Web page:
Walker looks forward to being part of the core of a strong team that built momentum at the end of last season. Head coach Bernie John has been revamping the roster – signing Walker and Reid to fill the vet spots, and bringing in a number of versatile players who can fill different roles. All of that comes with an expectation are to have a strong season and make the postseason for the first time in the franchise’s history.

Walker’s next game in the Indiana Farmers Coliseum will be his first – laughingly noting, “it’s about the only building in the league I haven’t played in,” but he’s looking forward to settling into being a leader on an improving team.

“Bernie (John) said, the successful teams in this league, they have a strong core of four or five older guys who stay there and wear the letters, they’re the leaders, everyone else follows them,” Walker said. “I think that’s what Bernie’s trying to do this year – to build that bit of a core, and hopefully, they lead the way. Any good team, the leadership is strong and everyone just follows suit. You’ve got to be that guy. Some guys are vocal, some guys are more on the ice leaders, you have to find the way you lead the best.”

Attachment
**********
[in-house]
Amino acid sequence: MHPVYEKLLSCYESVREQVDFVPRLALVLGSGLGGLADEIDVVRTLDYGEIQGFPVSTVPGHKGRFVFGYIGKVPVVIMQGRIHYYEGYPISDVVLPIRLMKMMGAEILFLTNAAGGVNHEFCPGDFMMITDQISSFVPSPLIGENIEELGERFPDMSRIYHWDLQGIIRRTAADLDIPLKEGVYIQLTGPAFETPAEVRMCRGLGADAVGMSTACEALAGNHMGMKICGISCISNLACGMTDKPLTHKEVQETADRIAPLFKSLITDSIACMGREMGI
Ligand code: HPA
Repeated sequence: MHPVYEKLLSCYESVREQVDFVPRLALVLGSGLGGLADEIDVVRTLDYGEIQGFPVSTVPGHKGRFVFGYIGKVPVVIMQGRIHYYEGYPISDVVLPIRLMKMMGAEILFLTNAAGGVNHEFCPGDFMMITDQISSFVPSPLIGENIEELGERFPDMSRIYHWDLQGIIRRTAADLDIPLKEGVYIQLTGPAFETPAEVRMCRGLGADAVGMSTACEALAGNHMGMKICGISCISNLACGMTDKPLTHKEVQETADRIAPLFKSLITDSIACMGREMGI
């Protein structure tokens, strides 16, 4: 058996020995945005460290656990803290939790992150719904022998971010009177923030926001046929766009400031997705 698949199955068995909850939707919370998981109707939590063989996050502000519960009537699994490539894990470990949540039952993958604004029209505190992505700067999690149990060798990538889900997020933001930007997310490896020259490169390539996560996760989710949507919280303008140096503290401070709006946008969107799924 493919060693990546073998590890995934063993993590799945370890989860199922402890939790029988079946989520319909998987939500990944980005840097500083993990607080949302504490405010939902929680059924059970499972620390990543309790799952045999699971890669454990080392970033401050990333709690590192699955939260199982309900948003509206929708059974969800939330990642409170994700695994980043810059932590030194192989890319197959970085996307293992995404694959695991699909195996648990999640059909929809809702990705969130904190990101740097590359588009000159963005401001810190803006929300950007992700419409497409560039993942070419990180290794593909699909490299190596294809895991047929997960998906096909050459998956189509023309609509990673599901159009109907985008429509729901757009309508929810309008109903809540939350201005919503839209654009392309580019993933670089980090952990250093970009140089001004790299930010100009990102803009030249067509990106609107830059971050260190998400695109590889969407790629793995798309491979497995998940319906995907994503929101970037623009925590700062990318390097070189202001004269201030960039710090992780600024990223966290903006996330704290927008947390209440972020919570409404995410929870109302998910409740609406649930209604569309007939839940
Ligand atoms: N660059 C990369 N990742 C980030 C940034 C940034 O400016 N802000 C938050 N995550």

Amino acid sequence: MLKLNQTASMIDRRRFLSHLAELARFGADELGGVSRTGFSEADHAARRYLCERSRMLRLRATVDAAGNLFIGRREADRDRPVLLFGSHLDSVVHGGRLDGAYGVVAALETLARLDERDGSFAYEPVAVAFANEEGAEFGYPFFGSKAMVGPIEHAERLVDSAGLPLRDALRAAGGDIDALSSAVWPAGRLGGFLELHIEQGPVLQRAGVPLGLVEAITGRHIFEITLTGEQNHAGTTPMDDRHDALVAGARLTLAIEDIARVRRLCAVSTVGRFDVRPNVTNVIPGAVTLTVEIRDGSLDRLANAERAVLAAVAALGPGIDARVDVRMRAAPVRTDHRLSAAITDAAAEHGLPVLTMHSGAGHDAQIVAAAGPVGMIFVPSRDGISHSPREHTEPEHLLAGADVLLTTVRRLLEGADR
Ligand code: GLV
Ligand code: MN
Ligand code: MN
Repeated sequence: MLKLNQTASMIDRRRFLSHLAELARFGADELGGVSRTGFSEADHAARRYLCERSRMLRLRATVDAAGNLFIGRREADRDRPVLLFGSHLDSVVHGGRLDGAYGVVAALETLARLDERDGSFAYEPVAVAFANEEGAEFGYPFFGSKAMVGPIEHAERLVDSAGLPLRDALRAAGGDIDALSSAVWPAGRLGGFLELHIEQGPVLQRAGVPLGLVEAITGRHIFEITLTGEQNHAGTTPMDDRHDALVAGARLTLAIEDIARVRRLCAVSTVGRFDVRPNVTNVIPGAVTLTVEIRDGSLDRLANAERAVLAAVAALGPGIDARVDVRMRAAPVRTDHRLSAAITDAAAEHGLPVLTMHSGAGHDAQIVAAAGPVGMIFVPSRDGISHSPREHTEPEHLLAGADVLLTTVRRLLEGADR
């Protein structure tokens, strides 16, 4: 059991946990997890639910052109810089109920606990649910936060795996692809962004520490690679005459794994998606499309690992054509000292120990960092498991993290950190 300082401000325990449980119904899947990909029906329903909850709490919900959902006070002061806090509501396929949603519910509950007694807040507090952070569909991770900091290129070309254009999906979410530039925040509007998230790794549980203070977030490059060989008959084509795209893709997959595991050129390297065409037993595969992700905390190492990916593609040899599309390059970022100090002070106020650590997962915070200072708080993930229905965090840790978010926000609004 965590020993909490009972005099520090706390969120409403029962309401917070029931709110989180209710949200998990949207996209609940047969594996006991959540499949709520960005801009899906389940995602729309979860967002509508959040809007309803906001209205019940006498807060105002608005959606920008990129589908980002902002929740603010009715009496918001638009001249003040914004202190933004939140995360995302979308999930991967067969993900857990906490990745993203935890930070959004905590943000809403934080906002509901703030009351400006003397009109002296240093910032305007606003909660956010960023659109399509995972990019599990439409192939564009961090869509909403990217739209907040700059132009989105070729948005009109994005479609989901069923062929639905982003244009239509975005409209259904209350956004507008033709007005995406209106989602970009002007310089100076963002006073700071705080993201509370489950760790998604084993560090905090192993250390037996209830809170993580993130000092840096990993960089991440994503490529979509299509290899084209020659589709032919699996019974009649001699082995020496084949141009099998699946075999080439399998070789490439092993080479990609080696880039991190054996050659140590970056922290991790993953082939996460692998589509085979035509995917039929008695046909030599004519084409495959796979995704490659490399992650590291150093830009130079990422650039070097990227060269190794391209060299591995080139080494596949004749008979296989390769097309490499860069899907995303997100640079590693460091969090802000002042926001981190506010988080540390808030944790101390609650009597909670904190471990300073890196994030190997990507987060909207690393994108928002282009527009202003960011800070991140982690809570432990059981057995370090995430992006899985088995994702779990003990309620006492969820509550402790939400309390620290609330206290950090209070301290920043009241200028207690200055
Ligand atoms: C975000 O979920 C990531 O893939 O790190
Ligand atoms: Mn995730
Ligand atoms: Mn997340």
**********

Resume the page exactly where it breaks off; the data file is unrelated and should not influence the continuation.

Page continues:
He’s a native of Prince Edward Island, where he came from the island’s tight-knit hockey community in youth hockey, and remained in the province as a junior to play with the Charlottetown Islanders.

“Growing up on PEI, you really have to work for everything you get,” Walker said. “That’s really been instilled in a lot of us – that nothing comes easy, you’re going to have to work for it. That’s something that helped me in my career. Everyone knows each other, has each other’s back.”